Leave a Comment

By using this form, you agree with the storage and handling of your data by this website. Note that all comments are held for moderation before appearing.

28 comments

Laurent M. 3rd February 2023 - 1:16 am

Thank you so much for the diversity update. Was looking exactly for this information.
Have you tested different TX antenna orientation when antennas are at an angle?

Reply
Kernel Panic 18th November 2022 - 4:17 pm

Finally. I sure wish I’d stumbled across this article a long time ago. Electronics I understand, but I must admit antennas (antennae?) baffle me. I am currently experimenting with FPV transmission and have been forced to just purchase many types of antennas and use a dev board and serial monitor to report their RSSI. I now have a much better understanding, however, I wish you would have included some information on the “lollipop” antennas. So far, I’ve had the best RSSI readings with them, but looking back, it could be from my lack of orientation knowledge. Thanks for taking the time to post your research.

Reply
Markus 24th August 2022 - 1:14 pm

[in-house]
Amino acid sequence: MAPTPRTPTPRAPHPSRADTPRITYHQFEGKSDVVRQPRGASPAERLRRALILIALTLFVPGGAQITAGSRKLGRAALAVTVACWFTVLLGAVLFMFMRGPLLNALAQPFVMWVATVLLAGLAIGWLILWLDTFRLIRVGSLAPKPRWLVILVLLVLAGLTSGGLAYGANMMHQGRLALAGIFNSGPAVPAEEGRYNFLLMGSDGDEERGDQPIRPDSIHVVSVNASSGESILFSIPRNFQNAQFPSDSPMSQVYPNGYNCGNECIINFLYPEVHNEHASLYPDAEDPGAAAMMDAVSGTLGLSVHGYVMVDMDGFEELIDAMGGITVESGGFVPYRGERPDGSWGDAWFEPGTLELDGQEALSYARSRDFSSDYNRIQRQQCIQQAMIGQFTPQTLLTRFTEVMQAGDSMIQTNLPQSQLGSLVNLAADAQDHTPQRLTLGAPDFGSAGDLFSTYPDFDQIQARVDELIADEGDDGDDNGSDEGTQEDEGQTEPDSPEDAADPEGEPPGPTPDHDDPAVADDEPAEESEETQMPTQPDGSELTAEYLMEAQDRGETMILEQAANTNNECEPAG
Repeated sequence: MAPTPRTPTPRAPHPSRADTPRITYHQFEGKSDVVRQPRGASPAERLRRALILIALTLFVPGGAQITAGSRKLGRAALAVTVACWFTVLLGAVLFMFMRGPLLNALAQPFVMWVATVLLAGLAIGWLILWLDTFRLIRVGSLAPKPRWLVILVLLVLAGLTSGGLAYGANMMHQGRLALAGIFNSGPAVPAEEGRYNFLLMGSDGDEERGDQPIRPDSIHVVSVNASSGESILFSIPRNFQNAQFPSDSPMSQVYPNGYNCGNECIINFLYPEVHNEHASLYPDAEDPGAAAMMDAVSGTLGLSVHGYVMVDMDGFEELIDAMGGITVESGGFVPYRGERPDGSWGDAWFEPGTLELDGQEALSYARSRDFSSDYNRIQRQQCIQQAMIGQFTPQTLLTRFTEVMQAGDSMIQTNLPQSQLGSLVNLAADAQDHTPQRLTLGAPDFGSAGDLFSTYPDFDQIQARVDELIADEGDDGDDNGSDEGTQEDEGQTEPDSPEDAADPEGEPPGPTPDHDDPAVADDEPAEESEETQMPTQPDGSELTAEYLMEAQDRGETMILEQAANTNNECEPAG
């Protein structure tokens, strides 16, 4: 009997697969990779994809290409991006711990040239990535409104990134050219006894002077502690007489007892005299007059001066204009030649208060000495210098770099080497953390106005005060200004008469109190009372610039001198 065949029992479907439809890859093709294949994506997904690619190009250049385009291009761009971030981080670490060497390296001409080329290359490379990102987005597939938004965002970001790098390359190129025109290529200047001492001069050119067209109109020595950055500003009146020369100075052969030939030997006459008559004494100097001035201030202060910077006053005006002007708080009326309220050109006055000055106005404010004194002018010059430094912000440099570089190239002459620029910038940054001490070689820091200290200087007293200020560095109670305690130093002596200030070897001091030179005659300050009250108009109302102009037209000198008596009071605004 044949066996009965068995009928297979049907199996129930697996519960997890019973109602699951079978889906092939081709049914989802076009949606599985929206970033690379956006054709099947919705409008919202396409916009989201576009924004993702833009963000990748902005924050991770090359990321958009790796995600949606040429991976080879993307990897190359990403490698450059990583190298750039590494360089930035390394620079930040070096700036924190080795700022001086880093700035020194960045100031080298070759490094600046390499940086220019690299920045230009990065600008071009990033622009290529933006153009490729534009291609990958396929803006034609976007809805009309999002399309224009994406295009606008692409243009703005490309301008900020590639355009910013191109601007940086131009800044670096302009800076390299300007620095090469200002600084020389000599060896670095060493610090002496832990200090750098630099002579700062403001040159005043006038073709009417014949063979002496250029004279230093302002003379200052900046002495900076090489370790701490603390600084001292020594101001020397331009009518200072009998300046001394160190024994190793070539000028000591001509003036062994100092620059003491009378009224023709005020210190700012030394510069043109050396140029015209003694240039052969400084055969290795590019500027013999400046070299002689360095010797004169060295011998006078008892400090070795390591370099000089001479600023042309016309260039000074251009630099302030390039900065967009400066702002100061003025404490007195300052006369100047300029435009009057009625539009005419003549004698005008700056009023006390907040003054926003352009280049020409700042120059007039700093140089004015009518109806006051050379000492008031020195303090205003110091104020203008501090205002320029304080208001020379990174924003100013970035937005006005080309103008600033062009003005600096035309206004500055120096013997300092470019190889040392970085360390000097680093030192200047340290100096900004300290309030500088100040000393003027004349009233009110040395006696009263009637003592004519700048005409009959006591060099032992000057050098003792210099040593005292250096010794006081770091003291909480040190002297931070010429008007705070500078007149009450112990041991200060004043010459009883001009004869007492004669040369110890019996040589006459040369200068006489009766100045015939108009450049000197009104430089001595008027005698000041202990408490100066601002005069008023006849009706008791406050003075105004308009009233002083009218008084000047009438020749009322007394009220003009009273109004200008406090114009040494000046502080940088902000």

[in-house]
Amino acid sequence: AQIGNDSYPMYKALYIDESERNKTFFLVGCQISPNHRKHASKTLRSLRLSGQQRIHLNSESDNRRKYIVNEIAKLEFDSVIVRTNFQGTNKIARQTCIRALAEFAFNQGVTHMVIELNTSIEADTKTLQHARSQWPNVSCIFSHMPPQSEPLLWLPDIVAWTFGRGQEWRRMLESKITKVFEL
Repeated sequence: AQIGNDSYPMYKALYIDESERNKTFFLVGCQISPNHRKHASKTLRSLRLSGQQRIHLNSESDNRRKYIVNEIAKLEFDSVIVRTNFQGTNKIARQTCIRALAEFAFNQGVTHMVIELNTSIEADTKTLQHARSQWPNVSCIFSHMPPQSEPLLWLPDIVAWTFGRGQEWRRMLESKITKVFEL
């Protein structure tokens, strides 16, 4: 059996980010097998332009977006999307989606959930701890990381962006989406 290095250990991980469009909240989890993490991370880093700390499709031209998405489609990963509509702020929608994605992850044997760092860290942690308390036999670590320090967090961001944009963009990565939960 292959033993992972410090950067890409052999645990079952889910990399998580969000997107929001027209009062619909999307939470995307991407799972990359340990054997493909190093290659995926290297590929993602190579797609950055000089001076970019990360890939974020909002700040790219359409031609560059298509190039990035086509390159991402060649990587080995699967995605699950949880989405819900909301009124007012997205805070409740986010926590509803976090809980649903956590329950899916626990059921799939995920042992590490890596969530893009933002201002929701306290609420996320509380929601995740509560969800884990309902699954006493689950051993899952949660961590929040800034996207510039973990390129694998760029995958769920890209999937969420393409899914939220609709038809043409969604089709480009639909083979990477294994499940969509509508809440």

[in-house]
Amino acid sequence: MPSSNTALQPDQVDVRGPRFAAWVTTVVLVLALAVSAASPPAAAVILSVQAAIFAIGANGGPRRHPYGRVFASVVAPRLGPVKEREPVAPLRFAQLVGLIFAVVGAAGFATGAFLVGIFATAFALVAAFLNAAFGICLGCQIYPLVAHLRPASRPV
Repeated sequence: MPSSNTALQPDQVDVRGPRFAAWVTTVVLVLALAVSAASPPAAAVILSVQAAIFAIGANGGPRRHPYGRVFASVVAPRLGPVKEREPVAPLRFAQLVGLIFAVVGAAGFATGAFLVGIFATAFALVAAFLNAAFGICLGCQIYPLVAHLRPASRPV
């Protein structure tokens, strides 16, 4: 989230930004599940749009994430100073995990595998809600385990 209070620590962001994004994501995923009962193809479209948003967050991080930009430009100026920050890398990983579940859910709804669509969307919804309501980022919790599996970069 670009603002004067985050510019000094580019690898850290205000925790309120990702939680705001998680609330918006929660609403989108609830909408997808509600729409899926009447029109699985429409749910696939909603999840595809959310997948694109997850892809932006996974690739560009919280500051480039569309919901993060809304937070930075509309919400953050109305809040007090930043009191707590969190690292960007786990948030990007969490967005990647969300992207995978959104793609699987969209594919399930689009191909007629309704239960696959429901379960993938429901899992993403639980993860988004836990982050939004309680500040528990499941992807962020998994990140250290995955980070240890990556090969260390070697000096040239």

Hi,
how is the Radiation Pattern of the ceramic tower and flat Antenna and how is the best option to place them?

Reply
babipsylon 23rd July 2022 - 11:57 am

Your use of “side” and “ends” is confusing :)

Reply
MunchkinFPV 19th July 2022 - 1:46 pm

Thank you oscar!
Great article!
Could you share with us the stl for the vertical antenna mount?
Thanks

Reply
Joris 9th May 2022 - 8:32 pm

maybe a strange question.. But does it matter wich of the 2 sides of the dipole is up? Im using the frsky r9 module with the super 8 antenna. the super 8 I use vertical and the 2 dipoles in a small angle from vertical to adapt to the banking of the wing. There are (EU freq) yello rings on the dipoles but does it matter if they stick up or down?
Cheers!! J

Reply
Oscar 10th May 2022 - 3:52 pm

No it doesn’t matter which side is up.

Reply
sofyan 4th January 2022 - 2:15 am

i m agree the mounting antenna refer to your picture
https://oscarliang.com/wp-content/uploads/2019/02/frsky-r9m-r9mm-antenna-mount-mini-quad-racing-drone-1024×683.jpg
this methodology in theoretically will give the possible signal strength about 50% to 100% according to the movement of the quad,,,

Reply
Mark 26th November 2020 - 4:08 am

Thank you Oscar for all your hard work and efforts.

A quick question, I understand carbon fiber is a NO-NO for antenna placement, how about foam, battery and electronic (FC / ESC excluding VTx).

Thanks.

Reply
MIchael Bibby 18th September 2020 - 2:04 pm